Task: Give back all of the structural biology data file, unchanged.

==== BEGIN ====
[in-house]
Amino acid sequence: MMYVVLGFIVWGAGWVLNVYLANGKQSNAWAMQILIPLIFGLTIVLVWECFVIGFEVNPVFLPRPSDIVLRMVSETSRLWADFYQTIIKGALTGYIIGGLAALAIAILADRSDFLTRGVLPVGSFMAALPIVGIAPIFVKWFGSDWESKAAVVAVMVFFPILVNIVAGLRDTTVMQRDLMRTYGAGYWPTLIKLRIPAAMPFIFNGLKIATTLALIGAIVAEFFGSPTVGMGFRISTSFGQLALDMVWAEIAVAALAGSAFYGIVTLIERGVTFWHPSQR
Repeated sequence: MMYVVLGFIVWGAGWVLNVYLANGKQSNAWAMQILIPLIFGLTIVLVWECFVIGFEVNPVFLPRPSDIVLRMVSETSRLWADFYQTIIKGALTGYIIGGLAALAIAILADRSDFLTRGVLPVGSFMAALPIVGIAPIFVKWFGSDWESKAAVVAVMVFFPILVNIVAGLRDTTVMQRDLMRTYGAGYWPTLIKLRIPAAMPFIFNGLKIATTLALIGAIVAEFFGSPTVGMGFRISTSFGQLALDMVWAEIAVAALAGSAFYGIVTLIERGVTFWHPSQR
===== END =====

[in-house]
Amino acid sequence: MMYVVLGFIVWGAGWVLNVYLANGKQSNAWAMQILIPLIFGLTIVLVWECFVIGFEVNPVFLPRPSDIVLRMVSETSRLWADFYQTIIKGALTGYIIGGLAALAIAILADRSDFLTRGVLPVGSFMAALPIVGIAPIFVKWFGSDWESKAAVVAVMVFFPILVNIVAGLRDTTVMQRDLMRTYGAGYWPTLIKLRIPAAMPFIFNGLKIATTLALIGAIVAEFFGSPTVGMGFRISTSFGQLALDMVWAEIAVAALAGSAFYGIVTLIERGVTFWHPSQR
Repeated sequence: MMYVVLGFIVWGAGWVLNVYLANGKQSNAWAMQILIPLIFGLTIVLVWECFVIGFEVNPVFLPRPSDIVLRMVSETSRLWADFYQTIIKGALTGYIIGGLAALAIAILADRSDFLTRGVLPVGSFMAALPIVGIAPIFVKWFGSDWESKAAVVAVMVFFPILVNIVAGLRDTTVMQRDLMRTYGAGYWPTLIKLRIPAAMPFIFNGLKIATTLALIGAIVAEFFGSPTVGMGFRISTSFGQLALDMVWAEIAVAALAGSAFYGIVTLIERGVTFWHPSQR